Just over a decade after routine vaccination of the Human Papillomavirus (HPV) was introduced, results out of Scotland have shown drastic reductions in pre-invasive cervical disease, a precursor for cervical cancer. HPV is responsible for nearly all cases of cervical cancer.
In 2008, Scotland introduced a national, school-based, immunization program against HPV, where girls aged 12 to 13 received the bivalent HPV vaccine targeting HPV types 16 and 18. Compared to a historical cohort of unvaccinated women born in 1988 (pre-vaccine; n=17 579), those who received the bivalent HPV vaccine born in 1995-1996 (n=18 031) showed an 89% reduction in prevalent cervical intraepithelial neoplasia (CIN) grade 3 or worse at age 20. Statistically significant reductions in all grades of CIN were observed, equating to vaccine effectiveness estimates of 80% or greater after routine immunization at age 12-13 years. These results are impactful, as CIN grade 3 is considered the best predictor of risk of invasive cervical cancer.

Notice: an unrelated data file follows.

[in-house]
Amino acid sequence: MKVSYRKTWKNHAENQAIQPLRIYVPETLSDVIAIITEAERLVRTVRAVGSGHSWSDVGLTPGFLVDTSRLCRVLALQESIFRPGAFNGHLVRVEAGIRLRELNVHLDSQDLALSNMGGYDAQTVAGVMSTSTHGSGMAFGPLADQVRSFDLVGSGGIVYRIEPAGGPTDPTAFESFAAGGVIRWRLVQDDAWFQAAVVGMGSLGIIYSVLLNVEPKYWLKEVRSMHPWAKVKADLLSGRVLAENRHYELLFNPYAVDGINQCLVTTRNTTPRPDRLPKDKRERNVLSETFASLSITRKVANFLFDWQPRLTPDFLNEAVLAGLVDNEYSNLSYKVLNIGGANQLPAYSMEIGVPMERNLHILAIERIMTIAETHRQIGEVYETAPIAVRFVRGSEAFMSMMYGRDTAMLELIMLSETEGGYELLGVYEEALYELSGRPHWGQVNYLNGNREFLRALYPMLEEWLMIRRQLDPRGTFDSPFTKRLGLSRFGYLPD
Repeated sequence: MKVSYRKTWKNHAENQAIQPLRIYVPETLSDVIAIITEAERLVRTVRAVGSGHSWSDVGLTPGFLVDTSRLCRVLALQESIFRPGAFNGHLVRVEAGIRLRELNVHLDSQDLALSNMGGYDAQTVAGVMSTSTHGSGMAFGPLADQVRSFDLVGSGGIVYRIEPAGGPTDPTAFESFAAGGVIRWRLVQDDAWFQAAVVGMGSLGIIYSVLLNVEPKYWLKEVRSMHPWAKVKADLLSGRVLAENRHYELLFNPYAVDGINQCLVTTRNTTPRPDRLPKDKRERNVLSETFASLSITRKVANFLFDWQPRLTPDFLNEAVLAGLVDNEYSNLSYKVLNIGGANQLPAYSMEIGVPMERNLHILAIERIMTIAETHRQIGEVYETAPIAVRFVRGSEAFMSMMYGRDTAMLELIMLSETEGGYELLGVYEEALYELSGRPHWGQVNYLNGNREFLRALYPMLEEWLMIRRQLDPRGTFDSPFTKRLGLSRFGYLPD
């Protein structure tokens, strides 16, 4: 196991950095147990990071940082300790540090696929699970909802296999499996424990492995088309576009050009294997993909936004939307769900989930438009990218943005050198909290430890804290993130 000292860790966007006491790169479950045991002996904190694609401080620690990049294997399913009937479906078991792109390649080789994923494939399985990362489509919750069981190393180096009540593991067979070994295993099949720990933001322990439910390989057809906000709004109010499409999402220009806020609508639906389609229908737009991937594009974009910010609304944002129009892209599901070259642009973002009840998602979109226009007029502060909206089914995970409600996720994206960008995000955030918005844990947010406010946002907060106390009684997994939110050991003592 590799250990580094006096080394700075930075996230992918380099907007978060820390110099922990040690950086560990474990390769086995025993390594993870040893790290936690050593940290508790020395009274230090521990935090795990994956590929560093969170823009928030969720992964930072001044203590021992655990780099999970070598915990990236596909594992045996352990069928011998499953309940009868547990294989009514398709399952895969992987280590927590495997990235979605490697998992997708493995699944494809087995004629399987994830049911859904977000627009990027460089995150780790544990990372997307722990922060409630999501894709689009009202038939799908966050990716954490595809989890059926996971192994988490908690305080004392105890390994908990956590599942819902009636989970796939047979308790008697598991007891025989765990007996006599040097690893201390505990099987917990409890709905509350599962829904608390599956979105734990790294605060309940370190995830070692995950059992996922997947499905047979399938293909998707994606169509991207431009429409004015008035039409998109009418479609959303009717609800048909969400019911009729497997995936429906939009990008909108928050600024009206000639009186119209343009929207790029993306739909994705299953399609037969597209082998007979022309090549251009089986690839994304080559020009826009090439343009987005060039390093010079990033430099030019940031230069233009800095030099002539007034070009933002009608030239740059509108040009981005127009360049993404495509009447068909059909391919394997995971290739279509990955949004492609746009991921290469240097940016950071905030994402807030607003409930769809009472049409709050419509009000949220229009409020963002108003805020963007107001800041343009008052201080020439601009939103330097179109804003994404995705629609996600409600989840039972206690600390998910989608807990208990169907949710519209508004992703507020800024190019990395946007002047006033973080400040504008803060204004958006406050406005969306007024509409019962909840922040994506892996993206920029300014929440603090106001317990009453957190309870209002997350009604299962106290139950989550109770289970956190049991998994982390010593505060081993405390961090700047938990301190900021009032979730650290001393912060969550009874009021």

Interestingly, this study also showed evidence for herd protection against high grade cervical disease in unvaccinated women. Compared to unvaccinated women born in 1988 in the pre-vaccine cohort, those born in 1995 and 1996 who did not receive the vaccine had 63%, 67% and 100% reductions in CIN grade 1, CIN grade 2 and CIN grade 3, respectively.
The results out of Scotland show the value in high-uptake, routine immunization programs for HPV. They also encourage the potential of seeing similar disease reductions here in Canada, as Canada introduced a similar school-based HPV vaccination program around the same time. Taken together, these results give hope that with continued vaccination we could one day eradicate HPV infections and cervical cancer!